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Ofcom rules on Clarkson strumpet gag

No breach of broadcasting code

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Ofcom has ruled that Top Gear presenter Jeremy Clarkson was not in breach of the broadcasting code for a quip he made on the show alluding to lorry drivers murdering prostitutes.

Clarkson, 48, was "taking part in a lorry-driving task" during the 2 November pre-watershed show when he said: "Change gear, change gear, check mirror, murder a prostitute, change gear, change gear, murder. That's a lot of effort in a day."

The gag prompted 339 outraged viewers to complain to the watchdog, and Ipswich Labour MP Chris Mole quickly weighed into the controversy by demanding Clarkson be sacked.

However, having considered the matter under the code's Rule 2.3 (material that may cause offence must be justified by the context), Ofcom has concluded that "given the intent of the comment, the context of the programme and the time of broadcast ... the broadcast of this material was justified by the context".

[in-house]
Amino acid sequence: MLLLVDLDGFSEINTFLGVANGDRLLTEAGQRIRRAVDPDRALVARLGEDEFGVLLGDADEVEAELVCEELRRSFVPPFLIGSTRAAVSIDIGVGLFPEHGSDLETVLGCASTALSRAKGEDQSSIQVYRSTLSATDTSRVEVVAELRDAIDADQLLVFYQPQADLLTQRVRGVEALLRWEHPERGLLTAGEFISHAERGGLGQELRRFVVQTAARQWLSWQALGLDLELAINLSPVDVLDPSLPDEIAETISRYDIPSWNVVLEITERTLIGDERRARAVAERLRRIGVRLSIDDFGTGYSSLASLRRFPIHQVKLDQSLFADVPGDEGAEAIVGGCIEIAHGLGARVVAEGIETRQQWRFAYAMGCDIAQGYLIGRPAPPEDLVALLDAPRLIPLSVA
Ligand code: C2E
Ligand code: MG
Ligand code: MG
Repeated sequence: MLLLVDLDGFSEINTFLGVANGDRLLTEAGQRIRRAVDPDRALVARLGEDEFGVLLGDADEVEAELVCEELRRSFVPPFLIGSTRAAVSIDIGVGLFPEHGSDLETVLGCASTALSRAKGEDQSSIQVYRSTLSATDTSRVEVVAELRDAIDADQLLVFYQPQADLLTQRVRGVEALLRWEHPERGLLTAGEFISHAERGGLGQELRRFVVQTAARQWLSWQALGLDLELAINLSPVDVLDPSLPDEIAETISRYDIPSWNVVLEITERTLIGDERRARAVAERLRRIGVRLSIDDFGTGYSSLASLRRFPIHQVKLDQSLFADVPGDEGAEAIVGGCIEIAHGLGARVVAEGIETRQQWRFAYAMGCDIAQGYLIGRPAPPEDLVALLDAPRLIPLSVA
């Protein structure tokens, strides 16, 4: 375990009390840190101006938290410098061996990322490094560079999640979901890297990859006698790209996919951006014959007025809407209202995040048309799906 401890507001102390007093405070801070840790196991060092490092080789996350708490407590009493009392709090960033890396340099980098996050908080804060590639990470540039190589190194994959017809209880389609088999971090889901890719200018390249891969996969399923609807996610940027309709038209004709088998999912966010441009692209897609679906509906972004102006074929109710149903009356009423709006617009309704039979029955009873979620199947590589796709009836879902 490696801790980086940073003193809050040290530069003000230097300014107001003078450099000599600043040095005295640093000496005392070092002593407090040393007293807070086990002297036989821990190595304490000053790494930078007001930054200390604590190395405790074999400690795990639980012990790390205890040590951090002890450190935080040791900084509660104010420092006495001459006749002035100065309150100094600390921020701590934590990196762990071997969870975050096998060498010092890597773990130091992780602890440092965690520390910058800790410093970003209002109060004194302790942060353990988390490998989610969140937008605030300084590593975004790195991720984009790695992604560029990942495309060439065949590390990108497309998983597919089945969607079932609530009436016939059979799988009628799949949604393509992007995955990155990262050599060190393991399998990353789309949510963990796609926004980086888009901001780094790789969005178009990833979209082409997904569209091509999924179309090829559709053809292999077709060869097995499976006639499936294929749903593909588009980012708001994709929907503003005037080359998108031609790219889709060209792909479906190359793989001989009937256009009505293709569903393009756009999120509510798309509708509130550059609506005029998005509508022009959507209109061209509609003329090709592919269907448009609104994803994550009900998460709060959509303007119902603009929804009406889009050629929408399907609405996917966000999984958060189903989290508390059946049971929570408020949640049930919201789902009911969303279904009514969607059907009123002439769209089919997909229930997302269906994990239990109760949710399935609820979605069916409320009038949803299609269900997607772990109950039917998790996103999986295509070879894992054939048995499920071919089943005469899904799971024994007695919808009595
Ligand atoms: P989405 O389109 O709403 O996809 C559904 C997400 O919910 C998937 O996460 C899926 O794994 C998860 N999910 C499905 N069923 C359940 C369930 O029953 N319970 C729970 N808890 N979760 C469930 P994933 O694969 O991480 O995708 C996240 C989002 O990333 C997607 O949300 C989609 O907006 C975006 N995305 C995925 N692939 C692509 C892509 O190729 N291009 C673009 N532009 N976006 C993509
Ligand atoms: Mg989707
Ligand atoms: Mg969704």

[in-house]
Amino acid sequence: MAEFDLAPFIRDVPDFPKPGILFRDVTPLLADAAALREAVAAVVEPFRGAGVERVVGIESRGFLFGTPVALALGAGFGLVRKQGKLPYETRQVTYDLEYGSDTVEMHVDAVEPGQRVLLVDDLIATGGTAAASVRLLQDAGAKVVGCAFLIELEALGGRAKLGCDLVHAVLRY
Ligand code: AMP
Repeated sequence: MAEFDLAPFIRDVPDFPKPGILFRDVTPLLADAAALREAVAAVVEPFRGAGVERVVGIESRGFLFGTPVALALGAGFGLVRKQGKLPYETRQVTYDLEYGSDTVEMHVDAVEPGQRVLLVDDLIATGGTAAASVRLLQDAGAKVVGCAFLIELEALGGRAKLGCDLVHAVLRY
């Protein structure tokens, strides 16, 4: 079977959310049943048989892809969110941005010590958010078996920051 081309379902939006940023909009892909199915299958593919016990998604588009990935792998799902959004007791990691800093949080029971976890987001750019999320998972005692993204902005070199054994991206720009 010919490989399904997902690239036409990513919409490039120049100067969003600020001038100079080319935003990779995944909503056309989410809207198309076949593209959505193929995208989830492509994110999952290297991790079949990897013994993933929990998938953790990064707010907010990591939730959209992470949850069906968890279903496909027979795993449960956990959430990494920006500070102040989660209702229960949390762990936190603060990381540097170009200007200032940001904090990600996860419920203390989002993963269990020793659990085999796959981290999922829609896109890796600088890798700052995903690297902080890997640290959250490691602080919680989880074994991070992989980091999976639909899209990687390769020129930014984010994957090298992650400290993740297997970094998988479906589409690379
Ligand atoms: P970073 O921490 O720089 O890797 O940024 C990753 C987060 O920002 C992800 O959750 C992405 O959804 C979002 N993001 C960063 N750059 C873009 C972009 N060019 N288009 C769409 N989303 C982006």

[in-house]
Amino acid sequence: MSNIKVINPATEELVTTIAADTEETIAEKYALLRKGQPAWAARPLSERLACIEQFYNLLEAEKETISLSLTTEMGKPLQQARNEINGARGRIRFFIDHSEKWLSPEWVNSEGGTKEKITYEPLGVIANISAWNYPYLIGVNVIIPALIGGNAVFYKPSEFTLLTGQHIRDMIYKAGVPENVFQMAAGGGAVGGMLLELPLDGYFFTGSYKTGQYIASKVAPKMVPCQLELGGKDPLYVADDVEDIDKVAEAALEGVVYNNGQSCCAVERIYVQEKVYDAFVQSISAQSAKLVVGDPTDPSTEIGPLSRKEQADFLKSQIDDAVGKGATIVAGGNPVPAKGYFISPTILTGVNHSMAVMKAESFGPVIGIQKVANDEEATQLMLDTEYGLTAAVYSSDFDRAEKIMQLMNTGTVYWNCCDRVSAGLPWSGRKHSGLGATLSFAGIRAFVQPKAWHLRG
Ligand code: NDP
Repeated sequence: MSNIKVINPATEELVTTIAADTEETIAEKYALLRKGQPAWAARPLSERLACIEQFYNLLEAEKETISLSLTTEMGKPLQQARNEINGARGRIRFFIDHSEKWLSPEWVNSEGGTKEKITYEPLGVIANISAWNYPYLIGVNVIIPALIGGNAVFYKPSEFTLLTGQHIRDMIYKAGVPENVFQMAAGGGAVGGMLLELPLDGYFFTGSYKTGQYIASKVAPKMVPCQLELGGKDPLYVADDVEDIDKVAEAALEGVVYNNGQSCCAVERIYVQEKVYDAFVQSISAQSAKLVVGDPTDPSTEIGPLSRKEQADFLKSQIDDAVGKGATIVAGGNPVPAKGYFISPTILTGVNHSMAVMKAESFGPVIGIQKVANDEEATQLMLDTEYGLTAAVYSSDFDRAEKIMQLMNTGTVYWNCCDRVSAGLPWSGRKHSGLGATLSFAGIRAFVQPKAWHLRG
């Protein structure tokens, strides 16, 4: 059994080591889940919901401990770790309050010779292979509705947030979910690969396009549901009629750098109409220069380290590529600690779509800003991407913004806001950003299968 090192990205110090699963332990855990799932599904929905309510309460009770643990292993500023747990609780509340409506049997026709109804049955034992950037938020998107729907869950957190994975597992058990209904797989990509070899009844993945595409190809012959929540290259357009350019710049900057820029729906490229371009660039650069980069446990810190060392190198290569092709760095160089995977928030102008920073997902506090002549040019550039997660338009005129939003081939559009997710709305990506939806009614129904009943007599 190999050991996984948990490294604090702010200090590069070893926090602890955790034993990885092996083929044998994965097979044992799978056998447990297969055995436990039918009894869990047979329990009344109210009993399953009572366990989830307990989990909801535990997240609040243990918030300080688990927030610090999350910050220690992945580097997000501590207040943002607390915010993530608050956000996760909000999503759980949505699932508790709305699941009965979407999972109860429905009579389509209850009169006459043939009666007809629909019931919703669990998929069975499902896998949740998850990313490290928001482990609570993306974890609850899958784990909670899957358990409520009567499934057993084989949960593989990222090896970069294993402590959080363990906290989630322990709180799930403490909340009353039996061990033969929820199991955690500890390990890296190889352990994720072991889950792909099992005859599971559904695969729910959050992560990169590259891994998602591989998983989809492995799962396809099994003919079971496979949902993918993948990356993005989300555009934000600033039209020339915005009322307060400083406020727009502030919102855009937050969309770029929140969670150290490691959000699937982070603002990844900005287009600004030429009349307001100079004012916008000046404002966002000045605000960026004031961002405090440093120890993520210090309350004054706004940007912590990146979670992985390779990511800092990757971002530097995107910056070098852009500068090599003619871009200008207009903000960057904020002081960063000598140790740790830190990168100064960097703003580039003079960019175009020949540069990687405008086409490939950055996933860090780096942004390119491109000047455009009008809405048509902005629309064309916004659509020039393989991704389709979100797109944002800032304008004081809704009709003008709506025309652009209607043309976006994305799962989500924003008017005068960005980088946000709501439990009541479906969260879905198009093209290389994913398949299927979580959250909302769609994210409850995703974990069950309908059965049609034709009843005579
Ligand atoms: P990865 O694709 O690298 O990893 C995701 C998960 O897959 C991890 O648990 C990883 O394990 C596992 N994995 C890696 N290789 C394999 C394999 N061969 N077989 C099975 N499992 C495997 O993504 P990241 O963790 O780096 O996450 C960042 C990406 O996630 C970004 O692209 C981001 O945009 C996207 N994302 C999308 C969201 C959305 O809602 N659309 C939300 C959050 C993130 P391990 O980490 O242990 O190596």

The adjudication elaborates: "On this occasion, Ofcom accepts that the comments made by Jeremy Clarkson could shock some viewers. However, Ofcom did not believe the intention of the comments could be seen to imply that all lorry drivers murder prostitutes, nor would it be reasonable to make such an inference. In Ofcom’s view, the presenter was clearly using exaggeration to make a joke, albeit not to everyone’s taste. The comments should therefore been seen in that context.

"It is often the case that humour can cause offence. To restrict humour only to material which does not cause offence would be an unnecessary restriction of freedom of expression. However, in transmitting potentially offensive material, broadcasters must ensure that they apply generally accepted standards.

"Ofcom considered that the large majority of the audience would have understood the comments as being made for comic effect, and were in keeping with what would normally be expected from this presenter in this particular programme."

The BBC earlier responded to the complaints by issuing a statement which read: "This particular reference was used to comically exaggerate, and make ridiculous, an unfair urban myth about the world of lorry driving, and was not intended to cause offence." ®

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